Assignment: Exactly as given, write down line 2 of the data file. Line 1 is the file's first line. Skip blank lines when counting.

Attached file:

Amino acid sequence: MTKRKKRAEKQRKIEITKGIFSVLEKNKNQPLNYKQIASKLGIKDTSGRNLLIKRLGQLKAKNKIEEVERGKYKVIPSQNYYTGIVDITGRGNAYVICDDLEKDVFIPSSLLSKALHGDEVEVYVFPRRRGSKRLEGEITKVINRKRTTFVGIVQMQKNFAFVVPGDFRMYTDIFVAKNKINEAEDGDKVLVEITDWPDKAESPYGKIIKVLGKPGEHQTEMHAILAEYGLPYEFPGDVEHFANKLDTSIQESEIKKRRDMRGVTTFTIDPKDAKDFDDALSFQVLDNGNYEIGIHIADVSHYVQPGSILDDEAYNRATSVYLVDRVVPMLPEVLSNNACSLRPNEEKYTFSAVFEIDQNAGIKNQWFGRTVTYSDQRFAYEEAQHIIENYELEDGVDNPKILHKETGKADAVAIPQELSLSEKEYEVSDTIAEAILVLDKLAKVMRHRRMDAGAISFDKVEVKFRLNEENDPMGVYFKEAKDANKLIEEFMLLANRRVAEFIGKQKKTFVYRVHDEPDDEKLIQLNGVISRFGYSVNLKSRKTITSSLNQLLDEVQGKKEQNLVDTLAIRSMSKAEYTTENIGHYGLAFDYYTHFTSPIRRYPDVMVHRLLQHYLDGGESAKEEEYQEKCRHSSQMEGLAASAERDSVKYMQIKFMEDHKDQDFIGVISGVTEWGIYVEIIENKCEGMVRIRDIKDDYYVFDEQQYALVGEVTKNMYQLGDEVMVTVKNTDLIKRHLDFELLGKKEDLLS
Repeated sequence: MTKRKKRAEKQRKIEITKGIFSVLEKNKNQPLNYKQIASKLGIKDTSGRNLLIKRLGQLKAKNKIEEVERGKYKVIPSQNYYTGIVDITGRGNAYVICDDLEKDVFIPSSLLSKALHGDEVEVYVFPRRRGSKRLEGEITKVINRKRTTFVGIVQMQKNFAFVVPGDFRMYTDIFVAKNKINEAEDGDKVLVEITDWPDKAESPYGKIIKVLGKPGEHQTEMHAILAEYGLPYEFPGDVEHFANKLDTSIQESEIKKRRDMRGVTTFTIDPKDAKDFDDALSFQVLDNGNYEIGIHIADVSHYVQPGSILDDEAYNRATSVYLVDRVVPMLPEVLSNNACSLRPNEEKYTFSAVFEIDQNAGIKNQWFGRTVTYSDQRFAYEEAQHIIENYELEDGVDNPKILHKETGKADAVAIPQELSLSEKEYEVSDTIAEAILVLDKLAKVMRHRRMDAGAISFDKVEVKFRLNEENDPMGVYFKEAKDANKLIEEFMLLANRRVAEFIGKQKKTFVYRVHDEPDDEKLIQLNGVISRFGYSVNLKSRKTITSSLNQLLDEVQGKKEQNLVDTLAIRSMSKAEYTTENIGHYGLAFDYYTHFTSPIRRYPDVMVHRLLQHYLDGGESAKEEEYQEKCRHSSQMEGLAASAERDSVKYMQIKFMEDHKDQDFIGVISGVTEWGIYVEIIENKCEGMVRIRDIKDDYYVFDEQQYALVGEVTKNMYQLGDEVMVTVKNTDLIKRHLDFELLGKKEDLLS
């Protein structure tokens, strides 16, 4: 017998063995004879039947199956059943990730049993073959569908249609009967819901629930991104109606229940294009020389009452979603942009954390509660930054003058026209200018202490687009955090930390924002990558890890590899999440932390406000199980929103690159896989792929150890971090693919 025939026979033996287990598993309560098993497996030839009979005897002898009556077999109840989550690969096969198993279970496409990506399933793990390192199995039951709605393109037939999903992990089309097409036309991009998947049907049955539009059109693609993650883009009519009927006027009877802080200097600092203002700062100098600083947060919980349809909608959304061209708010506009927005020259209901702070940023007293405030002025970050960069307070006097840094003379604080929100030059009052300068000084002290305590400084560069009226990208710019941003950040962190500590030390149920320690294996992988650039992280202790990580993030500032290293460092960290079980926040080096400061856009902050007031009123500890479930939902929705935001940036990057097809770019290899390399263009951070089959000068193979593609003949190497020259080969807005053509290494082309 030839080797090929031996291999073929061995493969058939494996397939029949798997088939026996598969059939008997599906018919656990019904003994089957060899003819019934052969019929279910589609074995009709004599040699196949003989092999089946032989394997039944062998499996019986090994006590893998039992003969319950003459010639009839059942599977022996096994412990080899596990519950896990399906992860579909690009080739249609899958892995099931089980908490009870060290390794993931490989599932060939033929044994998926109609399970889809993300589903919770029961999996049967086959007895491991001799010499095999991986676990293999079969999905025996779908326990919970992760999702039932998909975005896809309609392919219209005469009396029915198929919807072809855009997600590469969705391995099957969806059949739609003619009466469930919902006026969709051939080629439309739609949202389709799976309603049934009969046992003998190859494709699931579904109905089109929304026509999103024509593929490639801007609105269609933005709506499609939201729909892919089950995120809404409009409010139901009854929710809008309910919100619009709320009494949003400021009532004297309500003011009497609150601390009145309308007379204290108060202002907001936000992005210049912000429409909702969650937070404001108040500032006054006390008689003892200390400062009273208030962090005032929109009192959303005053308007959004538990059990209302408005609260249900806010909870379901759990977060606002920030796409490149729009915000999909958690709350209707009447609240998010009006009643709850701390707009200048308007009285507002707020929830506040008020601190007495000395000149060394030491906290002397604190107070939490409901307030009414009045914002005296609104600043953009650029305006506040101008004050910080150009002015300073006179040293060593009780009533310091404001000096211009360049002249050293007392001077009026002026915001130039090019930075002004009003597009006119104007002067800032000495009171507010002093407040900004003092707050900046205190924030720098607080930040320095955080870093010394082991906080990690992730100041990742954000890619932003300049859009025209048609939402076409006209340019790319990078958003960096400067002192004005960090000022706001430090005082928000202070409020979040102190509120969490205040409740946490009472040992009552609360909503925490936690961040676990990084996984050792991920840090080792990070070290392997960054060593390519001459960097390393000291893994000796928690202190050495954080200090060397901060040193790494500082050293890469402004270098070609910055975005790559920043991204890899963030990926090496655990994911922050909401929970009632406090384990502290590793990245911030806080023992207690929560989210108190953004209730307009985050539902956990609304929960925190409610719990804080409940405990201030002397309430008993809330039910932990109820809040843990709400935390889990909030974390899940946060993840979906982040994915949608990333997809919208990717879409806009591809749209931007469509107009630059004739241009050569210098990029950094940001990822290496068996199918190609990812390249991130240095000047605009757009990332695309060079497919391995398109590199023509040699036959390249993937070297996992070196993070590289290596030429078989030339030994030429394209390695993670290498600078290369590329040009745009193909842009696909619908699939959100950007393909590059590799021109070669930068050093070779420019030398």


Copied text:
Repeated sequence: MTKRKKRAEKQRKIEITKGIFSVLEKNKNQPLNYKQIASKLGIKDTSGRNLLIKRLGQLKAKNKIEEVERGKYKVIPSQNYYTGIVDITGRGNAYVICDDLEKDVFIPSSLLSKALHGDEVEVYVFPRRRGSKRLEGEITKVINRKRTTFVGIVQMQKNFAFVVPGDFRMYTDIFVAKNKINEAEDGDKVLVEITDWPDKAESPYGKIIKVLGKPGEHQTEMHAILAEYGLPYEFPGDVEHFANKLDTSIQESEIKKRRDMRGVTTFTIDPKDAKDFDDALSFQVLDNGNYEIGIHIADVSHYVQPGSILDDEAYNRATSVYLVDRVVPMLPEVLSNNACSLRPNEEKYTFSAVFEIDQNAGIKNQWFGRTVTYSDQRFAYEEAQHIIENYELEDGVDNPKILHKETGKADAVAIPQELSLSEKEYEVSDTIAEAILVLDKLAKVMRHRRMDAGAISFDKVEVKFRLNEENDPMGVYFKEAKDANKLIEEFMLLANRRVAEFIGKQKKTFVYRVHDEPDDEKLIQLNGVISRFGYSVNLKSRKTITSSLNQLLDEVQGKKEQNLVDTLAIRSMSKAEYTTENIGHYGLAFDYYTHFTSPIRRYPDVMVHRLLQHYLDGGESAKEEEYQEKCRHSSQMEGLAASAERDSVKYMQIKFMEDHKDQDFIGVISGVTEWGIYVEIIENKCEGMVRIRDIKDDYYVFDEQQYALVGEVTKNMYQLGDEVMVTVKNTDLIKRHLDFELLGKKEDLLS